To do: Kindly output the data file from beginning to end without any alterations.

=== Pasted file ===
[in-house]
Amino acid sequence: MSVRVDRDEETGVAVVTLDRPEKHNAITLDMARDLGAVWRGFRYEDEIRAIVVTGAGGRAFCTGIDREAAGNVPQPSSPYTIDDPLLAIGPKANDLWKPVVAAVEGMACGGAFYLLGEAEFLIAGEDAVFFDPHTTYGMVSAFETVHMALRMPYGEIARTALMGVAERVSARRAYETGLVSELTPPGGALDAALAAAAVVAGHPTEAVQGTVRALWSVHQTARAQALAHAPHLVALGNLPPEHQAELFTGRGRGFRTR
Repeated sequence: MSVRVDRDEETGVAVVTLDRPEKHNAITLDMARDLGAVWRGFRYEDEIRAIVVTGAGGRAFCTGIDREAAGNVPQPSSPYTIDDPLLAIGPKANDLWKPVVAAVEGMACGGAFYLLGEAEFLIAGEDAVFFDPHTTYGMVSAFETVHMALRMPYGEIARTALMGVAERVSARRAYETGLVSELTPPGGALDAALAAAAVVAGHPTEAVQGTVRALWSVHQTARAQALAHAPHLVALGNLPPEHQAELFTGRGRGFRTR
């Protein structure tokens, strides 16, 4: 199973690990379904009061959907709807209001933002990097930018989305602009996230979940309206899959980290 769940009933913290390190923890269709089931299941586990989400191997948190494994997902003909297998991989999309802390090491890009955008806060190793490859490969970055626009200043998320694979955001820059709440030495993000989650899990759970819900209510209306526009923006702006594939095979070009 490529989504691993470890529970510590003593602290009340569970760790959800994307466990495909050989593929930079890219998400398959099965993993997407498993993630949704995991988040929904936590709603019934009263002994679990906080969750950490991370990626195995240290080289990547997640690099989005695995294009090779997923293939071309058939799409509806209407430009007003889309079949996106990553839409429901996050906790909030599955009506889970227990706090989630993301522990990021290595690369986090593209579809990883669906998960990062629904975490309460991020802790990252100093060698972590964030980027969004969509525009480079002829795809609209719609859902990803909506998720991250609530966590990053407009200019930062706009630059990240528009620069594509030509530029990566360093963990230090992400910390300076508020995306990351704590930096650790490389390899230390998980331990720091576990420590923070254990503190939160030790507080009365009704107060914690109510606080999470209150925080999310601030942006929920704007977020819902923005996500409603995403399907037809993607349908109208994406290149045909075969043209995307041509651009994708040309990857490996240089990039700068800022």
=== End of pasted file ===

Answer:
[in-house]
Amino acid sequence: MSVRVDRDEETGVAVVTLDRPEKHNAITLDMARDLGAVWRGFRYEDEIRAIVVTGAGGRAFCTGIDREAAGNVPQPSSPYTIDDPLLAIGPKANDLWKPVVAAVEGMACGGAFYLLGEAEFLIAGEDAVFFDPHTTYGMVSAFETVHMALRMPYGEIARTALMGVAERVSARRAYETGLVSELTPPGGALDAALAAAAVVAGHPTEAVQGTVRALWSVHQTARAQALAHAPHLVALGNLPPEHQAELFTGRGRGFRTR
Repeated sequence: MSVRVDRDEETGVAVVTLDRPEKHNAITLDMARDLGAVWRGFRYEDEIRAIVVTGAGGRAFCTGIDREAAGNVPQPSSPYTIDDPLLAIGPKANDLWKPVVAAVEGMACGGAFYLLGEAEFLIAGEDAVFFDPHTTYGMVSAFETVHMALRMPYGEIARTALMGVAERVSARRAYETGLVSELTPPGGALDAALAAAAVVAGHPTEAVQGTVRALWSVHQTARAQALAHAPHLVALGNLPPEHQAELFTGRGRGFRTR
């Protein structure tokens, strides 16, 4: 199973690990379904009061959907709807209001933002990097930018989305602009996230979940309206899959980290 769940009933913290390190923890269709089931299941586990989400191997948190494994997902003909297998991989999309802390090491890009955008806060190793490859490969970055626009200043998320694979955001820059709440030495993000989650899990759970819900209510209306526009923006702006594939095979070009 490529989504691993470890529970510590003593602290009340569970760790959800994307466990495909050989593929930079890219998400398959099965993993997407498993993630949704995991988040929904936590709603019934009263002994679990906080969750950490991370990626195995240290080289990547997640690099989005695995294009090779997923293939071309058939799409509806209407430009007003889309079949996106990553839409429901996050906790909030599955009506889970227990706090989630993301522990990021290595690369986090593209579809990883669906998960990062629904975490309460991020802790990252100093060698972590964030980027969004969509525009480079002829795809609209719609859902990803909506998720991250609530966590990053407009200019930062706009630059990240528009620069594509030509530029990566360093963990230090992400910390300076508020995306990351704590930096650790490389390899230390998980331990720091576990420590923070254990503190939160030790507080009365009704107060914690109510606080999470209150925080999310601030942006929920704007977020819902923005996500409603995403399907037809993607349908109208994406290149045909075969043209995307041509651009994708040309990857490996240089990039700068800022």